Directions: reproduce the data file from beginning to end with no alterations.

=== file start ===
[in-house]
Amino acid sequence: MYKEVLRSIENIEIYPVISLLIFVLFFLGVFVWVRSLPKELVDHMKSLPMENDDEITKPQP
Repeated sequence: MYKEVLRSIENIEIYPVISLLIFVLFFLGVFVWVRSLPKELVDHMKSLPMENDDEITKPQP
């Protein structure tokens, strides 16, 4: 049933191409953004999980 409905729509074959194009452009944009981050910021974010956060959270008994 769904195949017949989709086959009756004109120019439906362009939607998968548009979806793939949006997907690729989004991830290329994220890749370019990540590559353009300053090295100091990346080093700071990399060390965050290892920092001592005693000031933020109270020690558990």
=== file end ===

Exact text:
[in-house]
Amino acid sequence: MYKEVLRSIENIEIYPVISLLIFVLFFLGVFVWVRSLPKELVDHMKSLPMENDDEITKPQP
Repeated sequence: MYKEVLRSIENIEIYPVISLLIFVLFFLGVFVWVRSLPKELVDHMKSLPMENDDEITKPQP
């Protein structure tokens, strides 16, 4: 049933191409953004999980 409905729509074959194009452009944009981050910021974010956060959270008994 769904195949017949989709086959009756004109120019439906362009939607998968548009979806793939949006997907690729989004991830290329994220890749370019990540590559353009300053090295100091990346080093700071990399060390965050290892920092001592005693000031933020109270020690558990």